First off, CSS is a programming language. Full stop. If you don’t think so, you’re part of the problem. What designers have been able to do with this declarative programming on the front-end is nothing short of amazing. I’ve written CSS files with hundreds, and even a thousand, lines, that does…


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I’m fond of saying that code has no value until it is running in production. I still believe that is a correct and important statement. But I want to qualify that statement to say that code has no performative value until it is running in production. No one’s job is complete, its not “done” until its running in prod.

But there is another value in written code: communication. There comes a time when you have written the one pagers. You’ve written more detailed documentation and plans on what you’re going to do. And you’ve had the meetings to discuss all…


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I think the speed of a team is the result of a function, it is the symptom of a working environment. It doesn’t happen by simply standing up and demanding that people work faster. Engineering teams deliver quickly when they have confidence. I don’t mean individual self-confidence, or a level on Maslow’s hierarchy of needs. And I certainly don’t mean the overconfidence of someone’s ego. That function is transferable experience of production systems, that results in engineering speed. A working environment is one that produces this transferable experience in engineers.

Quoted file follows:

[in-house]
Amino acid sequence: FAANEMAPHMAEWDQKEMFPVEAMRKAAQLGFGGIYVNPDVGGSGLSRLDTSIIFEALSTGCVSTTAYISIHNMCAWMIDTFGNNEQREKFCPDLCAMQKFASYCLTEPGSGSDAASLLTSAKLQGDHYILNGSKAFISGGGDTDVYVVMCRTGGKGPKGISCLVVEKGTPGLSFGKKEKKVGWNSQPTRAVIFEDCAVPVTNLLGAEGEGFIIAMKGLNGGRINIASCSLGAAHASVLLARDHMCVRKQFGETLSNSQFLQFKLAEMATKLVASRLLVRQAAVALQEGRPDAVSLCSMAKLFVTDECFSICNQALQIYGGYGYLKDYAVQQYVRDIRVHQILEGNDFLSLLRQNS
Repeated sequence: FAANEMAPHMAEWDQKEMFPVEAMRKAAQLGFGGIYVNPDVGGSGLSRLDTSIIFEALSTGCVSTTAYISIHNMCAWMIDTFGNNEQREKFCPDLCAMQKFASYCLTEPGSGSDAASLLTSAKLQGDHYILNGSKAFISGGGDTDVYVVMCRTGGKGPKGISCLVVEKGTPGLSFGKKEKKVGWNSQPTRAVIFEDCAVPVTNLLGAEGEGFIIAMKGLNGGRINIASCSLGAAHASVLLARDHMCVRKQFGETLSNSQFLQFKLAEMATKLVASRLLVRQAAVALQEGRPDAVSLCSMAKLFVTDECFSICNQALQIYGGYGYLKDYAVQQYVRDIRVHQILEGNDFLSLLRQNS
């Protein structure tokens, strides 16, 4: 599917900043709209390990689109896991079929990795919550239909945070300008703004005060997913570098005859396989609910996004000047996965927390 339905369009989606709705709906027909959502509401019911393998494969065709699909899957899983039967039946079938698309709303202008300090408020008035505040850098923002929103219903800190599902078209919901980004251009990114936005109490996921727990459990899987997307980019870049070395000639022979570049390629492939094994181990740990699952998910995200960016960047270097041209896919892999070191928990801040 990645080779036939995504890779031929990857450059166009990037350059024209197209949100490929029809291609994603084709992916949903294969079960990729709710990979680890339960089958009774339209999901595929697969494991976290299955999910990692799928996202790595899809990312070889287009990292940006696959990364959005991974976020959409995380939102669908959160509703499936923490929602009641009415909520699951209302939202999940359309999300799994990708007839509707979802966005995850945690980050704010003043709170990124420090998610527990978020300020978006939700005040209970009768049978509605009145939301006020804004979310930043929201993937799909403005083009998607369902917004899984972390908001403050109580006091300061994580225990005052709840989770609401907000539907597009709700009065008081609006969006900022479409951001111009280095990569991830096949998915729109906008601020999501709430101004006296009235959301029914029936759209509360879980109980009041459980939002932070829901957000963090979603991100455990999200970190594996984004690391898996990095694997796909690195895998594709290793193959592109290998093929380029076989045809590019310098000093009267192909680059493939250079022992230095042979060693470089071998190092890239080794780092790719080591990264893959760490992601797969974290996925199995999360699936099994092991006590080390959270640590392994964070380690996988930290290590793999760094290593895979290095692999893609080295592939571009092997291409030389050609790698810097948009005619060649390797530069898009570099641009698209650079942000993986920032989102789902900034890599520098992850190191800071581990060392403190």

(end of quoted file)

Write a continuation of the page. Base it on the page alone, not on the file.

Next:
This is what my experience as a Technical Lead has…


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I’m nearing the six month mark in my $latestGig, and my role has turned into a product and people management role. I was hoping this would happen, but not before I got to fully build something myself. Such is life, ruining a well formulated plan.

I’ve done the customer-facing part of Product Management before as a consultant. But this time around I have learned that Product management is as much about getting alignment and agreement within your org about what to build as it is with users. There is less convincing required, but more prodding for the answer to: “And…


Photo by Pim Chu on Unsplash

I just finished Ben Horowitz’s “What You Do Is Who You Are”. I want to focus on the biggest lesson I took from the book about creating your own culture. I sum it up in this way; there is a specific belief or outlook you have, that others do not, which will determine the level of success of your endeavor.

It made me ask the question of myself. First off, my general “endeavor” has always been a well-functioning Engineering department, especially regarding “the Product” and Product Management. …

John Obelenus

Solving Problems & Saving Time through Software and Crushing Entropy. Twitter: @EngineerJohnO